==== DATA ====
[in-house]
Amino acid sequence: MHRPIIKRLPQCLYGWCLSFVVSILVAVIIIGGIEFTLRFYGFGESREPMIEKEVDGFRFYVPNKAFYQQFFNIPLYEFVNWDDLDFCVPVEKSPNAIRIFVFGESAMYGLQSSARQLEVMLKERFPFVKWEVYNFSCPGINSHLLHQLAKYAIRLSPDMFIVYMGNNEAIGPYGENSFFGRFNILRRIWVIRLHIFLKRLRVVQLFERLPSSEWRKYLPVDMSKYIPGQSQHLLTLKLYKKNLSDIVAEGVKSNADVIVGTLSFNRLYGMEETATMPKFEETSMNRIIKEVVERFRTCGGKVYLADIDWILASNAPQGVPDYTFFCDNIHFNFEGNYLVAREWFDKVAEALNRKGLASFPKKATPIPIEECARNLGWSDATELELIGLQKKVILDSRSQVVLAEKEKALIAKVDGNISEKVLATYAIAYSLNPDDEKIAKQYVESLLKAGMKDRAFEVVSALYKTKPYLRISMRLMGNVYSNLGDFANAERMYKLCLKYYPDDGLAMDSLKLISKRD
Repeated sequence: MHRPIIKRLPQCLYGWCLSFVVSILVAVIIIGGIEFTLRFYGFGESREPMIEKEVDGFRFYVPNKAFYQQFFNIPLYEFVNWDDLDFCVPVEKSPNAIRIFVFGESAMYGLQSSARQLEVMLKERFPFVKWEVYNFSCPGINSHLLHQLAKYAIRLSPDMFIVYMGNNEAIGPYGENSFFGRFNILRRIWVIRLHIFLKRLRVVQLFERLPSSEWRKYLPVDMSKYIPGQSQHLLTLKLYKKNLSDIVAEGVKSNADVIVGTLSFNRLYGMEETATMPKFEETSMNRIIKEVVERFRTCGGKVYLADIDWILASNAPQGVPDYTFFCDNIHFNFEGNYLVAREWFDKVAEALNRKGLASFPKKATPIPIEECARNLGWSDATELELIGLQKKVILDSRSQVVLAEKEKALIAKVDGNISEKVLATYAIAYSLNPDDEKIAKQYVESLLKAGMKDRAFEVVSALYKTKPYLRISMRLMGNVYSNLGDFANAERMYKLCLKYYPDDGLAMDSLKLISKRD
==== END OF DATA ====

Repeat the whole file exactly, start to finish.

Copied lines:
[in-house]
Amino acid sequence: MHRPIIKRLPQCLYGWCLSFVVSILVAVIIIGGIEFTLRFYGFGESREPMIEKEVDGFRFYVPNKAFYQQFFNIPLYEFVNWDDLDFCVPVEKSPNAIRIFVFGESAMYGLQSSARQLEVMLKERFPFVKWEVYNFSCPGINSHLLHQLAKYAIRLSPDMFIVYMGNNEAIGPYGENSFFGRFNILRRIWVIRLHIFLKRLRVVQLFERLPSSEWRKYLPVDMSKYIPGQSQHLLTLKLYKKNLSDIVAEGVKSNADVIVGTLSFNRLYGMEETATMPKFEETSMNRIIKEVVERFRTCGGKVYLADIDWILASNAPQGVPDYTFFCDNIHFNFEGNYLVAREWFDKVAEALNRKGLASFPKKATPIPIEECARNLGWSDATELELIGLQKKVILDSRSQVVLAEKEKALIAKVDGNISEKVLATYAIAYSLNPDDEKIAKQYVESLLKAGMKDRAFEVVSALYKTKPYLRISMRLMGNVYSNLGDFANAERMYKLCLKYYPDDGLAMDSLKLISKRD
Repeated sequence: MHRPIIKRLPQCLYGWCLSFVVSILVAVIIIGGIEFTLRFYGFGESREPMIEKEVDGFRFYVPNKAFYQQFFNIPLYEFVNWDDLDFCVPVEKSPNAIRIFVFGESAMYGLQSSARQLEVMLKERFPFVKWEVYNFSCPGINSHLLHQLAKYAIRLSPDMFIVYMGNNEAIGPYGENSFFGRFNILRRIWVIRLHIFLKRLRVVQLFERLPSSEWRKYLPVDMSKYIPGQSQHLLTLKLYKKNLSDIVAEGVKSNADVIVGTLSFNRLYGMEETATMPKFEETSMNRIIKEVVERFRTCGGKVYLADIDWILASNAPQGVPDYTFFCDNIHFNFEGNYLVAREWFDKVAEALNRKGLASFPKKATPIPIEECARNLGWSDATELELIGLQKKVILDSRSQVVLAEKEKALIAKVDGNISEKVLATYAIAYSLNPDDEKIAKQYVESLLKAGMKDRAFEVVSALYKTKPYLRISMRLMGNVYSNLGDFANAERMYKLCLKYYPDDGLAMDSLKLISKRD